Challenger banks are small, recently-created retail banks in the United Kingdom that compete with the longer established banks in the country, sometimes by specializing in areas underserved by the “big four” banks (Barclays, HSBC, Lloyds Banking Group, and Royal Bank of Scotland Group).
As well as new entrants to the market, some challenger banks were created following divestment from larger banking groups (TSB Bank (United Kingdom) or wind-down of a failed large bank (Northern Rock).
Nothing is more fundamental than payments on how banks interact with their customers. Payments underpin most propositions and touch customers more than any other part of a bank. It is the key battleground for the customer’s primary relationship.
However, the planned Payment Service Banks (PSBs) could revolutionise financial services in Nigeria as they usher in a new era of change in delivering innovative payment solutions to customers across an evolving channel environment.
And with several entities signifying interests in PSB licenses, these new entities could become ‘challenger banks’ as they take on traditional banks in Nigeria.
Success of PSBs
However, the potential success of these challengers to make inroads in the domain of the strong incumbents, and boost competition in retail banking, will depend on their approach to market and the value propositions they create.
Various market forces are poised to challenge the position of established commercial banks and may shift the balance of power in favour of these challenger banks for selective banking services.
The PSBs have the potential to be more agile and nimble and hence more responsive to changing market trends.
No legacy constraints
With few or no legacy constraints and greater responsiveness to customer needs (and with no pressure to offer full-service banking solutions), they may attract a large pool of well-served, underserved as well as unnerved customers.
PSBs may no doubt find it relatively easier to attract customers, but they still need to identify a profitable pool of customers and monetize these relationships.
Viability of PSBs
Fintech Africa sought the opinions of fintech thought leaders on the viability of PSBs becoming Nigeria’s challenged banks.
Adedeji Olowe, the CEO of Trium Networks is of the opinion that no PSB would or ever become a challenger as they are designed for financial inclusion for a liability point of view.
“Challenger banks usually provide most of the needs of a middle-class customers and run off mobile apps and to a small extent, web). PSBs would not be allowed to lend, sell FX, do money market, etc,” he noted.
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Where no traditional bank
Emeka Okoye, a senior Semantic Web Architect at Cymantiks Nigeria, agreed with Olowe. According to Okoye, the PSBs will operate in different areas where traditional banking hardly exist and also not operate in financial transactions applicable to large businesses but they are going to open up new streams of businesses for those that have been excluded financially.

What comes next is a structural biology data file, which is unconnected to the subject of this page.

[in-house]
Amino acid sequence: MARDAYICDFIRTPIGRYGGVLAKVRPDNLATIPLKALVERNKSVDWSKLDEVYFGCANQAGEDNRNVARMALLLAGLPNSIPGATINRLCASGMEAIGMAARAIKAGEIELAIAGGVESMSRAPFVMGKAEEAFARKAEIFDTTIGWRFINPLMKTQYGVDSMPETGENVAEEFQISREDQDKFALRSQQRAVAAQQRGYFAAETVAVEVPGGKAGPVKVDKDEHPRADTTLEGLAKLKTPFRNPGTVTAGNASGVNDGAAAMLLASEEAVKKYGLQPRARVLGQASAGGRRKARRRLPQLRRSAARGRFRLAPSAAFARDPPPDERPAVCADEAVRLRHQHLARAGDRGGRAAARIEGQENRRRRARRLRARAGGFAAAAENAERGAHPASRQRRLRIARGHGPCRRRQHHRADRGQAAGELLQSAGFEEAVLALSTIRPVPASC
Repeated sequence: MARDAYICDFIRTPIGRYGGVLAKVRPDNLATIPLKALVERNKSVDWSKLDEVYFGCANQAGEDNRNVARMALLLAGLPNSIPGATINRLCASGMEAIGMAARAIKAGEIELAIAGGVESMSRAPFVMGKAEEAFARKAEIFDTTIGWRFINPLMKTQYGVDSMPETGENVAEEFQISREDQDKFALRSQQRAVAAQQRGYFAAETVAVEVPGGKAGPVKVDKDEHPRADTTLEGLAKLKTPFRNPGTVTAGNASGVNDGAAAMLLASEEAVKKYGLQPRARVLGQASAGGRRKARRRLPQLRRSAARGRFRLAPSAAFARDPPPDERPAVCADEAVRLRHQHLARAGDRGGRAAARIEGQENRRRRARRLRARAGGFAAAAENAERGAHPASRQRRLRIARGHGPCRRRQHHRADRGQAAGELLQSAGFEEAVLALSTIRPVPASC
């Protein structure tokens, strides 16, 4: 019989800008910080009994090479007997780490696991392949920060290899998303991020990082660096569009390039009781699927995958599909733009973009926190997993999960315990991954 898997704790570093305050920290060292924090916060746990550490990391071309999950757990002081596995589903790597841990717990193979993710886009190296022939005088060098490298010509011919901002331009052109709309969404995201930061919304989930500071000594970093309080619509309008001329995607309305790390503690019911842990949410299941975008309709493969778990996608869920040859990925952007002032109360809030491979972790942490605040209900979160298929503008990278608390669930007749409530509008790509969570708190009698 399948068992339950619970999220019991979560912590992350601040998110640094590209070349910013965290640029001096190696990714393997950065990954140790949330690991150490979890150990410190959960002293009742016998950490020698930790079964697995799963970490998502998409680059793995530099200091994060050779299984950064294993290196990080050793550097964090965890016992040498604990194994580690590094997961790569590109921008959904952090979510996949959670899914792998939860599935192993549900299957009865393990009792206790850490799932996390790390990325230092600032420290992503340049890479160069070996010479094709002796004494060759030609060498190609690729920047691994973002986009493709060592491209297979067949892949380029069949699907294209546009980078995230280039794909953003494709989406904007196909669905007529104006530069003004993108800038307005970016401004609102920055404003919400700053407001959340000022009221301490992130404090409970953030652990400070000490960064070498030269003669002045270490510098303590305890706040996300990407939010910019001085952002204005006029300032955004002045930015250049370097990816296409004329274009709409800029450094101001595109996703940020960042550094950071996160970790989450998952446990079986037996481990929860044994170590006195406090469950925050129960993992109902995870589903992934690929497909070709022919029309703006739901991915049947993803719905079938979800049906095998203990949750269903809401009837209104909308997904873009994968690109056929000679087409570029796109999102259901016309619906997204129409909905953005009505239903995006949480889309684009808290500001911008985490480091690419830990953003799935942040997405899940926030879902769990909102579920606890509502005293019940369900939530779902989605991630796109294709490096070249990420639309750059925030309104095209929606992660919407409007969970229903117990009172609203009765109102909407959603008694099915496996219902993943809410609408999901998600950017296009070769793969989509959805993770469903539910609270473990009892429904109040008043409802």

“Being able to be included financially means one can now pay transparently especially in the micro SME space. This could lead to increasing financial activities in the MSME space and will lead to a wider spread of wealth leading to good financial health of PSBs. Would this make them challenge the banks? No, not in the near future but I see PSBs becoming full fledged banks eventually,” he submitted.
PSBs will deepen financial services
Emmanuel Agha, the CEO of Innovectives said PSBs will deepen financial services but will not change the landscape significantly.
“The challenge with current providers is that they underestimate the BoP. Their needs may be simple but they are also varied. Their issues are not p2p transfer which PSB will major in.
“To bank the unbanked entail digitalization of basic transactional services that they are engaged in and the PSBs lack such capacity except they are owned and operated by fintech,” he declared.
But, Deji Oguntonade, the divisional head, Fintech & Innovation at GTBank disagreed with Olowe, Okoye and Agha.
PSBs as challenger banks
Oguntonade said the PSBs are challenger banks. “Yes they are, at least for the local money transfer arm of our business,” he quipped.
No threat to traditional banks
He explained that if these PSBs will operate strictly in rural, mostly unbanked locations, they may not pose a threat to the overall deposit business of commercial banks.
Chance to disrupt
“Should their services be available to all locations- rural and urban; then they may have a chance to disrupt the retail deposit business,” he declared.
According to the GTB executive, the safe conclusion of the various possibilities is that PSBs can become a challenger bank if they:
- Partner with banks or other financial service institutions allowed them to issue loans
- Operate in urban locations, outside of rural areas
- Are able to provide their services without internet connection or at least payment for internet connection
Salami Abolore, the founder of Riby Finance, said that PSBs will challenge banks especially in the area of low value transactions, proximity to customers and higher interest rate possibilities.